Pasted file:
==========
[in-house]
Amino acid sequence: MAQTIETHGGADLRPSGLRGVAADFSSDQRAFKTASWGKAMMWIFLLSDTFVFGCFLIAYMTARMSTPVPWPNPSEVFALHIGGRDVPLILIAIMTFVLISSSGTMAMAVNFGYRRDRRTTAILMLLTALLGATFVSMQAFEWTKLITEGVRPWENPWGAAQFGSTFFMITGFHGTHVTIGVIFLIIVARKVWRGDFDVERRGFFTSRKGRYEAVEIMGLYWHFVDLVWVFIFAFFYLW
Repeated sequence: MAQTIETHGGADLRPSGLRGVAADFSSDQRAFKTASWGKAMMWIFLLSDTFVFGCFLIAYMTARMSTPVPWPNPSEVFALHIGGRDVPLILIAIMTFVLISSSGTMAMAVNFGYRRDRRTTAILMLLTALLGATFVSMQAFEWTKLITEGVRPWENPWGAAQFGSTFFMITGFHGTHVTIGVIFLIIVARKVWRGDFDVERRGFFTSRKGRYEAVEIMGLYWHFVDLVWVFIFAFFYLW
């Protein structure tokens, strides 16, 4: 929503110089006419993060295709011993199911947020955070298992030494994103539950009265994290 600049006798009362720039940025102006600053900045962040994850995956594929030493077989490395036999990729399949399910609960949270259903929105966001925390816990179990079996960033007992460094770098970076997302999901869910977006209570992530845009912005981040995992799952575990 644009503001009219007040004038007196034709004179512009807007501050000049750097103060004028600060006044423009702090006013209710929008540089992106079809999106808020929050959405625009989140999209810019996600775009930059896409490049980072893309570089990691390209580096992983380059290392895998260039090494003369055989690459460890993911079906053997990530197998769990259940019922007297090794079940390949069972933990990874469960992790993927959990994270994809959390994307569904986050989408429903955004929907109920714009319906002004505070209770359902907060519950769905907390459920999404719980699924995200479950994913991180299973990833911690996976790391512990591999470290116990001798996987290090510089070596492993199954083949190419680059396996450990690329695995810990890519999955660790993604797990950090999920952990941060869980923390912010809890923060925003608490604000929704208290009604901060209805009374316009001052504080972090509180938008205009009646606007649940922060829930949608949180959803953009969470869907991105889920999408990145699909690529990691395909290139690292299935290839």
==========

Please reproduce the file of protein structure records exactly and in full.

[in-house]
Amino acid sequence: MAQTIETHGGADLRPSGLRGVAADFSSDQRAFKTASWGKAMMWIFLLSDTFVFGCFLIAYMTARMSTPVPWPNPSEVFALHIGGRDVPLILIAIMTFVLISSSGTMAMAVNFGYRRDRRTTAILMLLTALLGATFVSMQAFEWTKLITEGVRPWENPWGAAQFGSTFFMITGFHGTHVTIGVIFLIIVARKVWRGDFDVERRGFFTSRKGRYEAVEIMGLYWHFVDLVWVFIFAFFYLW
Repeated sequence: MAQTIETHGGADLRPSGLRGVAADFSSDQRAFKTASWGKAMMWIFLLSDTFVFGCFLIAYMTARMSTPVPWPNPSEVFALHIGGRDVPLILIAIMTFVLISSSGTMAMAVNFGYRRDRRTTAILMLLTALLGATFVSMQAFEWTKLITEGVRPWENPWGAAQFGSTFFMITGFHGTHVTIGVIFLIIVARKVWRGDFDVERRGFFTSRKGRYEAVEIMGLYWHFVDLVWVFIFAFFYLW
């Protein structure tokens, strides 16, 4: 929503110089006419993060295709011993199911947020955070298992030494994103539950009265994290 600049006798009362720039940025102006600053900045962040994850995956594929030493077989490395036999990729399949399910609960949270259903929105966001925390816990179990079996960033007992460094770098970076997302999901869910977006209570992530845009912005981040995992799952575990 644009503001009219007040004038007196034709004179512009807007501050000049750097103060004028600060006044423009702090006013209710929008540089992106079809999106808020929050959405625009989140999209810019996600775009930059896409490049980072893309570089990691390209580096992983380059290392895998260039090494003369055989690459460890993911079906053997990530197998769990259940019922007297090794079940390949069972933990990874469960992790993927959990994270994809959390994307569904986050989408429903955004929907109920714009319906002004505070209770359902907060519950769905907390459920999404719980699924995200479950994913991180299973990833911690996976790391512990591999470290116990001798996987290090510089070596492993199954083949190419680059396996450990690329695995810990890519999955660790993604797990950090999920952990941060869980923390912010809890923060925003608490604000929704208290009604901060209805009374316009001052504080972090509180938008205009009646606007649940922060829930949608949180959803953009969470869907991105889920999408990145699909690529990691395909290139690292299935290839």